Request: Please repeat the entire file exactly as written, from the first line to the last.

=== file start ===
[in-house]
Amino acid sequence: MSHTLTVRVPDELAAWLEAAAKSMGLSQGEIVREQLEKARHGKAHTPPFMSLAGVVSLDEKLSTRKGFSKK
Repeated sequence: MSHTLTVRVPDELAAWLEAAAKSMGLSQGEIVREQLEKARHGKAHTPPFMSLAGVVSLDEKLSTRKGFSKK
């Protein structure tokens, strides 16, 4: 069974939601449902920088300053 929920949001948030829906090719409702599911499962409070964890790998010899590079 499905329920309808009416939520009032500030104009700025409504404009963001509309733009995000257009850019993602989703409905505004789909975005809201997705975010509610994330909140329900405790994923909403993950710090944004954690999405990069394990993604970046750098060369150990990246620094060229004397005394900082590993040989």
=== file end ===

[in-house]
Amino acid sequence: MSHTLTVRVPDELAAWLEAAAKSMGLSQGEIVREQLEKARHGKAHTPPFMSLAGVVSLDEKLSTRKGFSKK
Repeated sequence: MSHTLTVRVPDELAAWLEAAAKSMGLSQGEIVREQLEKARHGKAHTPPFMSLAGVVSLDEKLSTRKGFSKK
């Protein structure tokens, strides 16, 4: 069974939601449902920088300053 929920949001948030829906090719409702599911499962409070964890790998010899590079 499905329920309808009416939520009032500030104009700025409504404009963001509309733009995000257009850019993602989703409905505004789909975005809201997705975010509610994330909140329900405790994923909403993950710090944004954690999405990069394990993604970046750098060369150990990246620094060229004397005394900082590993040989």